Yes, Germany did it, because there was no alternative; and many Germans are proud of their country for rising to the occasion. But most hope that such a crisis never happens again.


Read more:Europe is a continent that once exported war and turmoil, but that now wants to protect itself from its neighbors’ problems. 

One of the lessons from 2015 is that the European Union will need to develop a far stronger common foreign and security policy. The EU must replace lofty rhetoric with concrete action, while also accepting its regional and global responsibilities. Barbed wire fencing between Hungary and Serbia will not shield Europe from the effects of war in Ukraine, putsches and terrorism in Anatolia, or violent conflagrations in the Levant and Mesopotamia. And it will not help Europe manage the dramatic shift now underway in Africa, which will be home to 40% of the world’s working-age population in a few decades.

Another lesson from 2015 is that European countries must learn to redefine their national identities. The United States, Australia, and Canada have all been built on immigration, and most of us are the progeny of people from somewhere else. Indeed, there is not much left of the “first nations” in these countries. It is now entirely possible for there to be more people of Swedish descent in Chicago than in Stockholm.

For Europe to find its place in a rapidly changing world, its citizens will have to learn to tap multiple identities. One can be a proud Swede and a proud European at the same time; one can also be both German and Turkish, and derive strength from that duality. It is not disloyal to see oneself as a citizen of the world. On the contrary, it is honorable.

Such a shift in attitudes would make for a very different Europe. We would have finally moved on from ancient tribal conflicts and fears, and embraced a networked, digital future. Merkel, who will likely be elected to another four-year term as chancellor on September 24, told Germans that they “can do it.” But whether Germany and the rest of Europe will do it remains to be seen. We have our work cut out for us.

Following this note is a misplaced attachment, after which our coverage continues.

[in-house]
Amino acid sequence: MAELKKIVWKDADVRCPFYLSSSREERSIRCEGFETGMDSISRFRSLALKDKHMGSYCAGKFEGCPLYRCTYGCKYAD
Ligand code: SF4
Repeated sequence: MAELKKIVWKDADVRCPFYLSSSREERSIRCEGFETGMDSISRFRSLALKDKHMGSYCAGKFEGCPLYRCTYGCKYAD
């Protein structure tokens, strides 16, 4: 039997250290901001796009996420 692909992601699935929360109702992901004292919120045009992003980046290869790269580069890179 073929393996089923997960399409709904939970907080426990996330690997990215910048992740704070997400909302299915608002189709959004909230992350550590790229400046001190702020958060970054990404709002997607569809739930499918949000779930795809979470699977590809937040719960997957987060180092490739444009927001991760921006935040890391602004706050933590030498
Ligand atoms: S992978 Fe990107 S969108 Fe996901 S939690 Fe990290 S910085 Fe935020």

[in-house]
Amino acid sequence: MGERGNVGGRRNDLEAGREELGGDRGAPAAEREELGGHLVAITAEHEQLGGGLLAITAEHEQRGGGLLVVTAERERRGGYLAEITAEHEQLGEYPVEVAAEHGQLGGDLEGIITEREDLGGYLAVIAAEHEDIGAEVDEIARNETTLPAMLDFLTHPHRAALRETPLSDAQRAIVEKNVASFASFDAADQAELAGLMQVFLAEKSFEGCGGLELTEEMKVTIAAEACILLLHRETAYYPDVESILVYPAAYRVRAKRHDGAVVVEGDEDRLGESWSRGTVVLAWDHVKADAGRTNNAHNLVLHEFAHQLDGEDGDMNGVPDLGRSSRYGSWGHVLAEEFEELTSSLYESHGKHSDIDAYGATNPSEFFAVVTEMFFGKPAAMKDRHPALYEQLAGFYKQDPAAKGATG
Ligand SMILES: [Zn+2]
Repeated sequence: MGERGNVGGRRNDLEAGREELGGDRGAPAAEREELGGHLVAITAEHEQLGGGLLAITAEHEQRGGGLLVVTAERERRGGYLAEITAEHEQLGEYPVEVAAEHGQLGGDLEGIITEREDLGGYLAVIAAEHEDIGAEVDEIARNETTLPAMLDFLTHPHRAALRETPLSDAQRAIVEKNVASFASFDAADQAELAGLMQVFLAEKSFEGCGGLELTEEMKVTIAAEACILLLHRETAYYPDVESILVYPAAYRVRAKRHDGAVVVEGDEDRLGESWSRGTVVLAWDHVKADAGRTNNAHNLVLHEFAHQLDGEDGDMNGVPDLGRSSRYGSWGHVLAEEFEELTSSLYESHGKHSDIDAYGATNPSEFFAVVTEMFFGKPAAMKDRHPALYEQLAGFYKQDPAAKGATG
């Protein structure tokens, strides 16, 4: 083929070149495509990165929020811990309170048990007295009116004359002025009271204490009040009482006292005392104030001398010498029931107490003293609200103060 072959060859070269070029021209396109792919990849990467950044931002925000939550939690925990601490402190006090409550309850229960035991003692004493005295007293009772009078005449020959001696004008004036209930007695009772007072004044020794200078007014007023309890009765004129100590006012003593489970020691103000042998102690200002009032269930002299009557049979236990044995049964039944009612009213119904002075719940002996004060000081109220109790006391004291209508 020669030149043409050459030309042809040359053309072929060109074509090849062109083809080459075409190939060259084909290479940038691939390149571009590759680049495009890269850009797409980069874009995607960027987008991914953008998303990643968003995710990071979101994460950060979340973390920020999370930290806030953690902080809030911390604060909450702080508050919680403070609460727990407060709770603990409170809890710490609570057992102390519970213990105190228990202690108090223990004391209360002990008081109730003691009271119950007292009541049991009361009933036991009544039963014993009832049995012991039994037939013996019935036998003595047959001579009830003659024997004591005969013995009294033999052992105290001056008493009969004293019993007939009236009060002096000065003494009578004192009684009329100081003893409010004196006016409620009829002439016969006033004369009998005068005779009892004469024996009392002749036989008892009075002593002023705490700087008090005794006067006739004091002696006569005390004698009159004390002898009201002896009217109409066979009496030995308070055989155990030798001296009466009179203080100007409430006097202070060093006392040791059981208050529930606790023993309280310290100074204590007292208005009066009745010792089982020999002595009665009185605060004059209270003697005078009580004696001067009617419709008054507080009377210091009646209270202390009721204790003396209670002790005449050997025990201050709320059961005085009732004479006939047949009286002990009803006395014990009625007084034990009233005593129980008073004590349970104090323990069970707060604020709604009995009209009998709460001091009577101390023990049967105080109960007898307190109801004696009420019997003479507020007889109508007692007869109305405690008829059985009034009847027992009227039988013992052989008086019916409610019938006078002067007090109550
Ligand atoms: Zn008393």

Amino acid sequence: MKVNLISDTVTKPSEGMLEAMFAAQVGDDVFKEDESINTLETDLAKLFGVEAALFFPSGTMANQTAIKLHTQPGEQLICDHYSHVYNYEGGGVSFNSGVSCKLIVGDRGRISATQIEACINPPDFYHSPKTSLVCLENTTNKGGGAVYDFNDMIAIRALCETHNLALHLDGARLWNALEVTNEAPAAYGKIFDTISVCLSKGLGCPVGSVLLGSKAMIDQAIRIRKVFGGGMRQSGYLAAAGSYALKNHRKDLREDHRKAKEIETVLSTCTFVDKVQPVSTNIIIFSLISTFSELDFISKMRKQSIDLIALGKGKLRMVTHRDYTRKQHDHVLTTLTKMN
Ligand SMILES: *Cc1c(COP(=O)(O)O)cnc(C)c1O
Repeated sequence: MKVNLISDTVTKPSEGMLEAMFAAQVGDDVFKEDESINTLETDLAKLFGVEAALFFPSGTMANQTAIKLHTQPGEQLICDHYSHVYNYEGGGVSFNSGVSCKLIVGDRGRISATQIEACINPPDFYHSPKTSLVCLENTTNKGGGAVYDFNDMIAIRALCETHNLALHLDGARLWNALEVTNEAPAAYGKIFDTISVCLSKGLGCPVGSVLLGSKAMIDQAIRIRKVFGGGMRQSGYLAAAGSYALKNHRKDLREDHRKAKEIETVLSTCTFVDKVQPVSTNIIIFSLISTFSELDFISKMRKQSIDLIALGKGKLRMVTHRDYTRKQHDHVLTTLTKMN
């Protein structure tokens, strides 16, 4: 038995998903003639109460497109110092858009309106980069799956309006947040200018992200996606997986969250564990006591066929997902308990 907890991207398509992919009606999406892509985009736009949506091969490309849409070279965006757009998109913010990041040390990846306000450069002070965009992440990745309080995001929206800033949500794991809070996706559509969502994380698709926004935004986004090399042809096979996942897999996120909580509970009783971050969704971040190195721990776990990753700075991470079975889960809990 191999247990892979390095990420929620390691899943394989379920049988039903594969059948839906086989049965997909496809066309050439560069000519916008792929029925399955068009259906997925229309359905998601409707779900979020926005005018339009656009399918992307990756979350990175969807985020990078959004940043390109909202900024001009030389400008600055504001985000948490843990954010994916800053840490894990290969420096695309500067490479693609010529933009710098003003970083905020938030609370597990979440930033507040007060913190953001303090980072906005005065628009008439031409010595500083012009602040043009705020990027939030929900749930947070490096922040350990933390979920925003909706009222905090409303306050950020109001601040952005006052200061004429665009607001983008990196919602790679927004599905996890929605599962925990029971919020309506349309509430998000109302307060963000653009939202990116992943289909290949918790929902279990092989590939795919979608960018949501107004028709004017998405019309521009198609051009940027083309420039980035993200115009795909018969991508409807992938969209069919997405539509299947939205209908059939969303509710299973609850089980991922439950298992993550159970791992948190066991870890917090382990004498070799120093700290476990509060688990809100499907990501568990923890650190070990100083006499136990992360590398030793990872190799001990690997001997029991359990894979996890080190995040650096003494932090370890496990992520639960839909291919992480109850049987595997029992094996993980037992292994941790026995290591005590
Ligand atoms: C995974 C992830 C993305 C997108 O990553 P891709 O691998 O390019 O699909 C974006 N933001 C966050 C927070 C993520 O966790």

Read more: View: Europe must embrace its new identity | Euro

USA: Donald Trump Is A Threat to Survival of Life on Earth ?: If Nuclear War Does - by Helena Wright

Since President Donald Trump announced the U.S. withdrawal from the Paris Climate Agreement, the world has been looking towards other countries to pick up global leadership on climate change action. France recently announced that it plans to become the first country to phase out all oil and gas exploration and production by 2040, according to a draft bill. What does this signal for markets and other governments?

Is France stepping forward into a new era of global leadership on climate change?

Under the Paris Agreement on climate change, countries agreed to keep the global temperature rise to well below 2 degrees of warming and strive for 1.5 degrees. Impacts are still expected at 2 degrees of warming, but at least some of the world’s coral reefs could survive. Beyond this level, coral reefs, which a quarter of the world’s marine life and half a billion people depend on, are expected to be completely wiped out.

At the United Nations this week, French President Emmanuel Macron described the Paris climate deal as a “pact between generations” and has told Donald Trump that the climate deal will not be renegotiated. Macron also stated that the “door will always remain open” for America to re-join, and suggested he hopes to convince Trump to do so.

The terrifying math of climate change shows us that in order to stay within the 2-degree safety limit, the majority of the world’s existing fossil fuel reserves need to stay in the ground and not be burned.  Macron’s plans to rule out fossil fuel exploration are essential, as exploration for new fossil fuels risks pushing the world over dangerous thresholds. Climate change is an existential threat.  At six degrees of warming, which we could get if all remaining fossil fuels were burned, falling oxygen levels could be a threat to the survival of life on earth. France’s new policy to phase out oil and gas exploration is absolutely in line with the science, and if anything, the year of 2040 is too late – exploration needs to be ruled out earlier.

In the past year Macron has showed great leadership on climate change. After Trump’s withdrawal from the global climate agreement, Macron strongly rebuked Trump on this, and his twitter statement to “make the planet great again” rapidly went viral.

In July, Macron announced that France would ban sales of petrol and diesel cars by 2040, and this was followed by a similar announcement by the UK to tackle air pollution. Germany is considering a similar policy, while Norway had already decided it will only allowing sales of 100% electric or plug-in hybrid cars by 2025. China is also looking at ending the sales of fossil fuel cars, following France and the UK.